A police report will be required by the top marketplace for NFTs believed to have been stolen. The police are also considering additional tweaks.

NFT scams are on the rise and Web3 platforms have to deal with managing stolen assets. OpenSea is the largest NFT market, however, its policy to block flagged assets has been criticized for penalizing users who weren’t aware they were purchasing stolen NFTs.

OpenSea responded on Twitter Wednesday by announcing that it would change how it handles NFT assets reported as stolen.

OpenSea used to block the sale, purchase, and transfer of stolen assets on its platform while it investigated each case. This meant that an indefinite stop was placed on accessing NFTs and their respective value.

Twittering it said it wanted to “addressthe elephant in the room”, OpenSea stated that it would now require a police investigation within seven days after flagging an NFT stolen. Although it noted that it had done this before for “escalated dispute”, it will now require it for all NFTs reported as stolen.

This is to stop false reports. The items will be released if a police report has not been submitted on time.

OpenSea claims that it will make it easier to cancel a claim after a user has recovered their NFT or if they wish to withdraw a report.

OpenSea clarified Thursday that the requirement for a police report will only be applicable to new claims regarding stolen NFTs and not existing cases. The marketplace tweeted that “if we applied this retroactively we’d ask them months or weeks later to take an additional action, when they’d (hopefully), put this behind them.”

An NFT token is a digital token that is used to represent ownership of an item. Artwork, profile photos, digital collectibles and video games are all popular NFT uses. OpenSea, the largest NFT marketplace, processes billions in trading volume every month prior to the recent crypto-market crash.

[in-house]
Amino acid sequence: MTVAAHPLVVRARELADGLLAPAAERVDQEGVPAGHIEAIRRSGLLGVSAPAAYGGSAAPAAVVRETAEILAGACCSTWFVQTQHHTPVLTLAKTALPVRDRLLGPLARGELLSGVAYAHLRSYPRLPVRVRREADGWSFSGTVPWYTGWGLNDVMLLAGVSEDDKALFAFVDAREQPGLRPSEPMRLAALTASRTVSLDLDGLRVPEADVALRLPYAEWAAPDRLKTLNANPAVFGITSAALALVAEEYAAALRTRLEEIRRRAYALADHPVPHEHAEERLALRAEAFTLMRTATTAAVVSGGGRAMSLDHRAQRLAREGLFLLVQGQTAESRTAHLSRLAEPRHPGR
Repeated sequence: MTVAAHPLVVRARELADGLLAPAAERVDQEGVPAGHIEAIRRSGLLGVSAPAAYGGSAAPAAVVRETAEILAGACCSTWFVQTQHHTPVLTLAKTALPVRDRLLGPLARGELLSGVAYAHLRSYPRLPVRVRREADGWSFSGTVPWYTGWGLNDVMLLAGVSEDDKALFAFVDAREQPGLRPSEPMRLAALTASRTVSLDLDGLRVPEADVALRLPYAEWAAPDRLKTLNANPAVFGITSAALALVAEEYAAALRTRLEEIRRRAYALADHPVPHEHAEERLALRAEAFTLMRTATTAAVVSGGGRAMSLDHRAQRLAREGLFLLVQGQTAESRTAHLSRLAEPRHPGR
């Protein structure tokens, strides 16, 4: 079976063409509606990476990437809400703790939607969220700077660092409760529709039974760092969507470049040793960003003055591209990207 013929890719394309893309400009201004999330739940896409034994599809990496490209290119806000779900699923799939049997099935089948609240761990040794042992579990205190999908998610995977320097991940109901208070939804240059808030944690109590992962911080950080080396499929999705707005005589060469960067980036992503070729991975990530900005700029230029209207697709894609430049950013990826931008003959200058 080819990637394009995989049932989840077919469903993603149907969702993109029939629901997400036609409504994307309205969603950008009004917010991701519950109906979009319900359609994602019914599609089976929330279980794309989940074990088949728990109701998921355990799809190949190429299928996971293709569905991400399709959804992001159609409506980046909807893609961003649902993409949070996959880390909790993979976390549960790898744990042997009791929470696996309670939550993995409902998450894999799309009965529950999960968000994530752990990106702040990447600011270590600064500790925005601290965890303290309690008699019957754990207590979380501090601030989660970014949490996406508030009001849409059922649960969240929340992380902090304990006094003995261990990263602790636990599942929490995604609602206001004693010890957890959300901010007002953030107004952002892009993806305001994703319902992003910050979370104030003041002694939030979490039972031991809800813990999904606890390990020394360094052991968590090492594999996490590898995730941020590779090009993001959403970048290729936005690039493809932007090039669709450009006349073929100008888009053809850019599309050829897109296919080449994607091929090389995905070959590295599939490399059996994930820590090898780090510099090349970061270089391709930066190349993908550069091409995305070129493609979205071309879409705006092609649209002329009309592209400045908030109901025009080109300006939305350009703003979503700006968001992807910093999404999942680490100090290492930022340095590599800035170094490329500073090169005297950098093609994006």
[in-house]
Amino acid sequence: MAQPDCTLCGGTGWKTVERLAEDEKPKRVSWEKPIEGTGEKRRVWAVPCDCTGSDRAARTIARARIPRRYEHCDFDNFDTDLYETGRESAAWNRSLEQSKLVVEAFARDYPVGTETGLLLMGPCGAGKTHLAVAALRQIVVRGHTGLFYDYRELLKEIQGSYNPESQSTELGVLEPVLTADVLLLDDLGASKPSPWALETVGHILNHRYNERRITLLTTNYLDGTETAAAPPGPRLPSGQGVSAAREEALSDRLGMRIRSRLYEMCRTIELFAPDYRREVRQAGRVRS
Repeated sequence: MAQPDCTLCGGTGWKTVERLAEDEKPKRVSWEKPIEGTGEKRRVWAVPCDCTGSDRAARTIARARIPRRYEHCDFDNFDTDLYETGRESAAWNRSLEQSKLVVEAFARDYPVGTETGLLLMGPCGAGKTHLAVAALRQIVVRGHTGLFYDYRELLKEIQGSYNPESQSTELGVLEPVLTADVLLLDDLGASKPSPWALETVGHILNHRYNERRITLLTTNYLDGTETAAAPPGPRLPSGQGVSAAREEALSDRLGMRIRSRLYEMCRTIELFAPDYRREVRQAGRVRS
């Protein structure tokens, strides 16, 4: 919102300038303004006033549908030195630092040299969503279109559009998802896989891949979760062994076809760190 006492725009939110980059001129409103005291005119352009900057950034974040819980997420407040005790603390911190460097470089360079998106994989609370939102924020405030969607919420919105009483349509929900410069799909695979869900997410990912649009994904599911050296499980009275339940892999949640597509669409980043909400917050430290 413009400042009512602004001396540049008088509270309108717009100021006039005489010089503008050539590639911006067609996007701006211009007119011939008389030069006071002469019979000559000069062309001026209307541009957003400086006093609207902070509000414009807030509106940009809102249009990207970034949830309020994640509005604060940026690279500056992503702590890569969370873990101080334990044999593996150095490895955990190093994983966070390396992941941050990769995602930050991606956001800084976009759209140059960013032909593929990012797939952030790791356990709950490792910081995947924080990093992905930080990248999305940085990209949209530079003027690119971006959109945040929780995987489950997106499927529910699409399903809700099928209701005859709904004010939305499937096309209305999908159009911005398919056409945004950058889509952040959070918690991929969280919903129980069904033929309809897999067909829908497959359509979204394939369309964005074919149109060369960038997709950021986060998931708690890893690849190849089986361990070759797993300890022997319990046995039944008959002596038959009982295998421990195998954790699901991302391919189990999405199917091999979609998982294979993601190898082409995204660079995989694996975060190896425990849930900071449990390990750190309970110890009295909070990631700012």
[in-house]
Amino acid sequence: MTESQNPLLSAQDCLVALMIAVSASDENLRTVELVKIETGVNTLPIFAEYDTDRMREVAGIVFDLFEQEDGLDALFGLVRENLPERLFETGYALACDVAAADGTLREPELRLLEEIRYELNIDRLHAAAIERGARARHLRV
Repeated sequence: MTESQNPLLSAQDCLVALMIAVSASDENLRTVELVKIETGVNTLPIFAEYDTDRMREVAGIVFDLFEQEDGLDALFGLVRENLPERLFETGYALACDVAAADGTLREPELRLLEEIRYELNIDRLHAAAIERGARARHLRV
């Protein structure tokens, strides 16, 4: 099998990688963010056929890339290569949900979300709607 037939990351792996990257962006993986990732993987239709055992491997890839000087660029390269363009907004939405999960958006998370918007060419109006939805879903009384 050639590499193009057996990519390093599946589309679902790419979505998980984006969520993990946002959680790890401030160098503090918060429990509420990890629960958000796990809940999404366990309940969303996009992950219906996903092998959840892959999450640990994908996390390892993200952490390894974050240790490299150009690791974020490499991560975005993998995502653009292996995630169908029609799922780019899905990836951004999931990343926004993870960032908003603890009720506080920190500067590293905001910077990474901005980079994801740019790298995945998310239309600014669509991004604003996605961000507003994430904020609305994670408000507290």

There has been an increase in scams to trick users into signing what they think is a legitimate transaction with crypto wallet. This could be for a new NFT, token drop, or any other type of NFT. But instead, attackers have access to all assets in the signing wallet and can transfer and steal NFTs.

These scams are commonplace on social media, particularly Twitter. Accounts of reputable creators and projects, including Beeple, and Nouns, have been hacked and used for spreading links that could lead to assets being stolen. This has led to a heated debate about whether creators should compensate users who had their NFTs stolen.

OpenSea stated that it is not allowed to knowingly permit the sale of NFTs marked as stolen because it is based in the United States. The marketplace has a broad policy against blacklisting stolen assets. This means that NFT buyers who are unaware that the asset was stolen may be unable to transact on or transfer it.

Inadvertently punished in some cases: “In some instances, the purchaser who unknowingly purchased a stolen item (at their own fault) OpenSea admitted that this is one of our most challenging issues. “Please be assured that we take this seriously and we have been listening to your suggestions on how we can tackle it.”

OpenSea may block users from buying, selling, or transferring NFTs through its marketplace. However, this doesn’t stop them from transacting anywhere else. Ownered NFTs can be kept in the user’s wallets and used on other marketplaces that have different policies or have not similarly flagged these assets as stolen.

OpenSea noted that it was working with other Web3 platforms in an effort to minimize the impact on NFT scams and educate users. OpenSea pointed out the Ethereum MetaMask’s most recent update which made users more aware of the fact that they are signing away broad access rights for certain transactions–a common access to execute such attacks.



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Angie Byrd